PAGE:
Moreover, the receiver informed that, most of the transactions by the owners and directors of these financial institutions were fictitious, as many transferred depositor’s funds into their personal accounts, others diverted it to commence new businesses, also some used it to purchase luxurious properties and EOCO had prepared dockets to commence prosecution.

Sadly, that is how the Ghanaian owner has resorted to, and that when he is able to put up a meaningful business, his next line of action is to spend on luxury and not to expand thereby creating a lasting solution to economic problems faced in this country. Over my years as a finance officer, and having worked in various industries ranging from the distilleries to the logistics, and the downstream petroleum sector, and additionally having interacted with my colleagues in similar roles, persons who are former employees of these banks, listened to radio and televised discussions on these, it has generally become the norm with Ghanaian owners of companies, that this is a canker of which when not adequately tackled, would continue to pose significant threat to the economy. Indeed, the threat focuses on unemployment as these firms become insolvent and thus lay off their staffs, furthermore, the government loses revenue in the form of tax collection and a huge amount has to be spent on banking cleanup as being witnessed currently and the for that matter, depositors are unsafe with keeping their funds with these financial institutions as well.

Indeed, not to say that, these directors are not entitled to profits made from their investment, but one has to keep in mind that, after you generate revenue, you have to focus on paying your suppliers and all other statutory and regulatory payments imposed on such supplies and revenue earned, then after, you decide to spend the profit which advisably, pumped back into the business for further expansion.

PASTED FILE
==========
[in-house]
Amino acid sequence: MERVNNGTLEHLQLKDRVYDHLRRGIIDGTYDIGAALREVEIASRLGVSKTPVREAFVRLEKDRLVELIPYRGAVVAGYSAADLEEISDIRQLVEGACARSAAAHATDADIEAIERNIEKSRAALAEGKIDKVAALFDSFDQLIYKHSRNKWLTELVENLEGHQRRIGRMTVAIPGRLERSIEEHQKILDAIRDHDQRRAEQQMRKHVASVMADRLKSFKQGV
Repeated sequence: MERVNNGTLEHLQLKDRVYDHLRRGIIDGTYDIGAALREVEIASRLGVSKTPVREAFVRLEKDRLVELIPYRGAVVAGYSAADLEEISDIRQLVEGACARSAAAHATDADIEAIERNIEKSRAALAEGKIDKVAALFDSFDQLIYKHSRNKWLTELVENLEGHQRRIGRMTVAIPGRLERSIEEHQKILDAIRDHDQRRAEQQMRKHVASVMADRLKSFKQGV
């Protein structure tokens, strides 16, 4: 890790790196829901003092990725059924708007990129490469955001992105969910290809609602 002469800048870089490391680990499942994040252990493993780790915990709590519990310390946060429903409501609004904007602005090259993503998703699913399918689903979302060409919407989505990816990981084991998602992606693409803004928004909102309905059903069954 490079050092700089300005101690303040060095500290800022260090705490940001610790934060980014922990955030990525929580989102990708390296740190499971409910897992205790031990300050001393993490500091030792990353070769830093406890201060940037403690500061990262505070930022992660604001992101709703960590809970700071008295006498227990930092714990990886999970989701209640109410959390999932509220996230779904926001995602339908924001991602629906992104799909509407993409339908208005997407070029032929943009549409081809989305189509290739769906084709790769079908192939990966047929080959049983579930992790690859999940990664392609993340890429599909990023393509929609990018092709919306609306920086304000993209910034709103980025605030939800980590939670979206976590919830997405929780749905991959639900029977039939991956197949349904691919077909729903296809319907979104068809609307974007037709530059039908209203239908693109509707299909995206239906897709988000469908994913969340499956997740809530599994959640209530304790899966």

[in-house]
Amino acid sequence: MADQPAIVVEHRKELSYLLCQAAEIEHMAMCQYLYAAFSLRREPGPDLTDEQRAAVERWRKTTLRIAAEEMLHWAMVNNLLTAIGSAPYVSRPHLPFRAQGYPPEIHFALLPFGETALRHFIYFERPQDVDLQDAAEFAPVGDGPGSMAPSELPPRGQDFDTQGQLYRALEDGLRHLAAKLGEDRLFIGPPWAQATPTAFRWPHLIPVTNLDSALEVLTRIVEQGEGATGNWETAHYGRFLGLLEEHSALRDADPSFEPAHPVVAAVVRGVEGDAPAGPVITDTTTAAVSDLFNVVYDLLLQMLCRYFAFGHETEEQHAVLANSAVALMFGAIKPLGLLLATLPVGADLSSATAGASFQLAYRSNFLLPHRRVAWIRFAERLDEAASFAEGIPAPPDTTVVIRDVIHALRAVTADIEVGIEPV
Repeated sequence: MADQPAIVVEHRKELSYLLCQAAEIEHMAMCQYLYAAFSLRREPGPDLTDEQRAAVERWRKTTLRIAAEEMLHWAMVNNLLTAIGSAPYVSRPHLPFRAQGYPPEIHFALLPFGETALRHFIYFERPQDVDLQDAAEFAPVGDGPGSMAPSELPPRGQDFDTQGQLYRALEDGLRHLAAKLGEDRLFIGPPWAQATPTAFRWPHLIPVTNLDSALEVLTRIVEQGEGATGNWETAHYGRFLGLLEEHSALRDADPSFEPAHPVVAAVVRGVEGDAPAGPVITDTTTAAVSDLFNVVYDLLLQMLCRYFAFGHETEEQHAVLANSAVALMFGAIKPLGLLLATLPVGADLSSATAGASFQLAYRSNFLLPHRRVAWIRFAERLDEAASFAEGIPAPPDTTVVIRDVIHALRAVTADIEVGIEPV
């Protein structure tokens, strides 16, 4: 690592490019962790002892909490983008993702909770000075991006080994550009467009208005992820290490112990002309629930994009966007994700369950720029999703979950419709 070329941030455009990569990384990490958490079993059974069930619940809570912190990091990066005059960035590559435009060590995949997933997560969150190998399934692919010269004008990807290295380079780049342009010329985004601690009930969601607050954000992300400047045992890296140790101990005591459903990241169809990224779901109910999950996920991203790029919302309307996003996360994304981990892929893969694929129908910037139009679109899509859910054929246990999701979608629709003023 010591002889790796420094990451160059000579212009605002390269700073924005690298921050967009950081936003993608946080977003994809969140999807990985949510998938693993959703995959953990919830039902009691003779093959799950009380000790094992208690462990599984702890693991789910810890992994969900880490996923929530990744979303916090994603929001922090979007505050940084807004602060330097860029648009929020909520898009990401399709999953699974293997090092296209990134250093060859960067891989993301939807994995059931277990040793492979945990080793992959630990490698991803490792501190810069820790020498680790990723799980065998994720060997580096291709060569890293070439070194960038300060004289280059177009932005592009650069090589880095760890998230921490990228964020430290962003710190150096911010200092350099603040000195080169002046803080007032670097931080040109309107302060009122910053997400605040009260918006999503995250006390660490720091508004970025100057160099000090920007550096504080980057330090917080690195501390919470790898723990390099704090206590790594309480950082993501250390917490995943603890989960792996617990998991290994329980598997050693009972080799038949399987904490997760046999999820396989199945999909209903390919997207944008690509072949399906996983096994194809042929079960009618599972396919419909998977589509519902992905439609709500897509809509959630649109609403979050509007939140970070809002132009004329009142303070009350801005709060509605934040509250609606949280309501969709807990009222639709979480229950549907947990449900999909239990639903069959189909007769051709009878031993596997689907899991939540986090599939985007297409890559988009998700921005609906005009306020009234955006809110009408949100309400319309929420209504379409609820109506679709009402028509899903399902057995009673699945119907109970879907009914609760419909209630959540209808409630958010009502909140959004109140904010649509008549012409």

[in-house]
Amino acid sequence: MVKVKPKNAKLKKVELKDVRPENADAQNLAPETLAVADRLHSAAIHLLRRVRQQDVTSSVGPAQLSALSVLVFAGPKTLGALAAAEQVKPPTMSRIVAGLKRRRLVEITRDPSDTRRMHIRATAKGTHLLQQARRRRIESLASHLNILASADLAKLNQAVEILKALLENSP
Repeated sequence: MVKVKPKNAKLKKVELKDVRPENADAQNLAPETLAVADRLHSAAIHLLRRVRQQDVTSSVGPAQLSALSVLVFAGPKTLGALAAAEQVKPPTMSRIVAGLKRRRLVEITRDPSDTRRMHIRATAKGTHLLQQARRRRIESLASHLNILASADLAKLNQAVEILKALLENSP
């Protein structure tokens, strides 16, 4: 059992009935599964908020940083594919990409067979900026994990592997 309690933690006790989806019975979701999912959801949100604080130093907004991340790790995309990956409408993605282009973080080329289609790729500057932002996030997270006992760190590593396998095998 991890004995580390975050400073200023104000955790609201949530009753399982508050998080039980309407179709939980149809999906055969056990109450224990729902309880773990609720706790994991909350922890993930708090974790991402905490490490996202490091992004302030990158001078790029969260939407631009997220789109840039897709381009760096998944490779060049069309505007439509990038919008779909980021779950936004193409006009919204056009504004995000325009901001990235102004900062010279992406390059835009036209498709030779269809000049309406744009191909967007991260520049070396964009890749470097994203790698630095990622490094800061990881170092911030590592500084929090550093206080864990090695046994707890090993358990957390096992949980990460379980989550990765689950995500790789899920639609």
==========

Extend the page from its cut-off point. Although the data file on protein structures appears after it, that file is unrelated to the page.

I implore on the government of Ghana, and the various regulatory bodies such as the Bank of Ghana (BoG), the Ghana Revenue Authority, Domestic Tax Revenue Division, the Institute of Bankers and Chartered Accountants, and the various association bodies, to impress o their members and keep a tighter punishment for flouting rules, and concurrently, keep a threshold for directors spending. Also, prosecute owners for embezzle of funds all in the name of “I created the business so I have every right to spend however I see it fit tag”. The Companies Act 992, 2019, gives a derivative action to prevent directors from abusing their fiduciary responsibilities but then this becomes a problem when the shareholders are the directors of the company. This can be reviewed and expanded to include stakeholders such as employees a right of action to also hold its directors to account.

This will sustain, in the long run, sustain Ghanaian owned business which were borne out of entrepreneurial ideas, and contribute immensely to the economy to which every citizen has played his role thereby reducing the burden on the government. This will create a vast employment, and people can be able to pay their Pay As Your Earn (PAYE) taxes, the companies also pay their taxes, there is an increase in export to suffice the import and the country continues its quest to development.